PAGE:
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Christy Connors packed all of her belongings into a car and headed west. It was 1991, long before the era of Google Maps, or even MapQuest. She used an old-fashioned atlas to find her way from Pennsylvania to California to take her first job out of college with Caltrans. Before then, Connors had never even been to the Golden State. More than 30 years later she is building and renovating its biggest interstate highways.
Caltrans is California’s Department of Transportation. Based in the state capital of Sacramento, the department aims to “provide a safe, sustainable, integrated, and efficient transportation system to enhance California’s economy and livability.” It is divided into 12 districts, whose workers manage all aspects of highways, expressways, and freeways.
When HR teams at Caltrans recruited Connors from Virginia Tech, they sent her a VHS tape about the High Sierras. It showed the trees, mountains, trails, and fishing holes of Inyo County–Caltrans District 9. It was dusk when Connors’ car finally arrived in Bishop, California, a town she remembers driving by that now has 3,820 residents.
Fast-forward to today, Connors is the department’s deputy district director for construction in District 8. In that role, she manages huge projects like the $780 million, multi-year endeavor to redo 70 miles of Interstate 10 between Palm Springs and the Arizona state line. The program, called Fix-it-First, uses state and federal fundings to rebuild California by focusing on upgrading roads and enhancing safety.
But Connors didn’t start out in construction at Caltrans. In fact, she spent the first part of her engineering career on the design side. After a mandatory rotation program took the civil engineer through stints in design, construction, and electives like surveying, she transferred to District 8 to design for San Bernardino and Riverside counties.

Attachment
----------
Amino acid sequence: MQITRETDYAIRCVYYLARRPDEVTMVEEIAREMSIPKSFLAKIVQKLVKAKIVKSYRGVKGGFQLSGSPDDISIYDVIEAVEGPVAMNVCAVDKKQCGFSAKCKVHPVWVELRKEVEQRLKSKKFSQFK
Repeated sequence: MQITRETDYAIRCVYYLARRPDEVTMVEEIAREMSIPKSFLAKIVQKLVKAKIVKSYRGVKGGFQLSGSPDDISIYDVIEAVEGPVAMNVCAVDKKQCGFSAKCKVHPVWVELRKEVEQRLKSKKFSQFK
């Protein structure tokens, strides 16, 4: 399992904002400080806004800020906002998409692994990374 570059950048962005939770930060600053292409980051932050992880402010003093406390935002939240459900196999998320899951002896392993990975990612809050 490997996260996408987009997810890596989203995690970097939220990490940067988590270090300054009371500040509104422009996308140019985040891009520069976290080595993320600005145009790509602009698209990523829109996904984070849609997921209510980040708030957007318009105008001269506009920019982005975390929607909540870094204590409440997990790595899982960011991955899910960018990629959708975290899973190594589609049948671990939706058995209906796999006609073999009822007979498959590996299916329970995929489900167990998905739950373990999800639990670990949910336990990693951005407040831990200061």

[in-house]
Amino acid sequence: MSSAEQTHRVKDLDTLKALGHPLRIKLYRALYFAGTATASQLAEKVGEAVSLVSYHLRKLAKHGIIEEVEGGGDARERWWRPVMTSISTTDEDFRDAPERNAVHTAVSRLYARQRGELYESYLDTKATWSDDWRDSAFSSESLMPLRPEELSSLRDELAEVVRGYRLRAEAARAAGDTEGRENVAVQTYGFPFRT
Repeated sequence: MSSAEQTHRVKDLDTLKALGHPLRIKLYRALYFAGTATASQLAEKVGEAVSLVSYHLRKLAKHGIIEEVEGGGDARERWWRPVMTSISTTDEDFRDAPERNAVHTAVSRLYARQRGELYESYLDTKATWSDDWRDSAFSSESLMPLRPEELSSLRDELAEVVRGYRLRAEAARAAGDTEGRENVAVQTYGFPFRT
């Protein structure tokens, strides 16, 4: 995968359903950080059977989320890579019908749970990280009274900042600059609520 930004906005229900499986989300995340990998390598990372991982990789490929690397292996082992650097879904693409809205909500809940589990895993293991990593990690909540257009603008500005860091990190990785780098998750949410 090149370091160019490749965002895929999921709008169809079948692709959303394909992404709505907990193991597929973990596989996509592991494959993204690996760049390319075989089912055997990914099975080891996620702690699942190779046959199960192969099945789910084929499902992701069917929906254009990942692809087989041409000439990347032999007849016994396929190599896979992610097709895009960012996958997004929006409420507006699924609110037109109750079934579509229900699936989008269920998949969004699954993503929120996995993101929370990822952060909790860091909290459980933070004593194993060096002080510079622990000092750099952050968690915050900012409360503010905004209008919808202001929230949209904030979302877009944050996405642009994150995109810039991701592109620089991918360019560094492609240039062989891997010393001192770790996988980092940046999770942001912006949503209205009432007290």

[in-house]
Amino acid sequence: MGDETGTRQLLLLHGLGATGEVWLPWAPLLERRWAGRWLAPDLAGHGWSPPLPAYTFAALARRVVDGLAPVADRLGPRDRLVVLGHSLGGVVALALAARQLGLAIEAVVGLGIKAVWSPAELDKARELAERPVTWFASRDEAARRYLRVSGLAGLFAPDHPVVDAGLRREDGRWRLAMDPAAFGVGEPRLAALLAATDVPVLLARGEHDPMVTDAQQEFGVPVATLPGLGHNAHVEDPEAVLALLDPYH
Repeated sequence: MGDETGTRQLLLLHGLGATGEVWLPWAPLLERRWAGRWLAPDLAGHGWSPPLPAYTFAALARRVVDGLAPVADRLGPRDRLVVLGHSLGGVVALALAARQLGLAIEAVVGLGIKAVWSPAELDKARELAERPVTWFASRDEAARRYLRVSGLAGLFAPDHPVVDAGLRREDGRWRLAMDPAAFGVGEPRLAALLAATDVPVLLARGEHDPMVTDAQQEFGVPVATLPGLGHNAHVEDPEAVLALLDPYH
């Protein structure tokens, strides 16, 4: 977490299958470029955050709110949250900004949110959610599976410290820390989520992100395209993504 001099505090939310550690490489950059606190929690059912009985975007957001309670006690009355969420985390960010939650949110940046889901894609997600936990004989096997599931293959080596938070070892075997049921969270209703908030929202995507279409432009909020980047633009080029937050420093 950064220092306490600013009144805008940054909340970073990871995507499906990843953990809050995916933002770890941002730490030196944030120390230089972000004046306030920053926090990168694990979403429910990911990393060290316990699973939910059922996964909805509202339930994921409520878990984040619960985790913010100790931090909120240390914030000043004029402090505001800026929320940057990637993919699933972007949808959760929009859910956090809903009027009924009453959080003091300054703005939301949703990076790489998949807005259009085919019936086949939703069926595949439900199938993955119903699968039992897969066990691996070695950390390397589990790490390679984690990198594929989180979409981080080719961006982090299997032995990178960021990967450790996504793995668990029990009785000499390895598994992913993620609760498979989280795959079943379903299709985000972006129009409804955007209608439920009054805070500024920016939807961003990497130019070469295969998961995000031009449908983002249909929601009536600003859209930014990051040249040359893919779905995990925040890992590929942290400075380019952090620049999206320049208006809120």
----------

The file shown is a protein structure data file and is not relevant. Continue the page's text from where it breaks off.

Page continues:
Today, Connors leads 300 employees. Together, they administer construction contracts after they go out to bid, and now the team has 50 projects that total more than 1 billion dollars. Although it’s a large division that also includes inspection, labor compliance, and disadvantaged business goals, Connors says her overall goal is simple. “We are here to get jobs built and open to the public as we serve the people of California,” she explains.
From 1995 to 2019, Connors worked diligently on projects both large and small. In 2008, Connors became design deputy, and during her tenure in leadership, the team always delivered 100 percent of its program, which has anywhere from 12 to 36 projects annually.
In doing so, she’s bridging the gap between design and construction. When Connors was on the design side, she lamented the way those in construction did certain things. Now, she sees the “why” behind their choices and works collaboratively with design to address change orders and design issues. She has the unique ability to provide full insight and guide those on her construction team to know what questions to ask designers to get faster resolutions and better outcomes. In many ways, the change has revitalized her career. It forced her to get out of her comfort zone and learn a whole new side of the agency and the industry.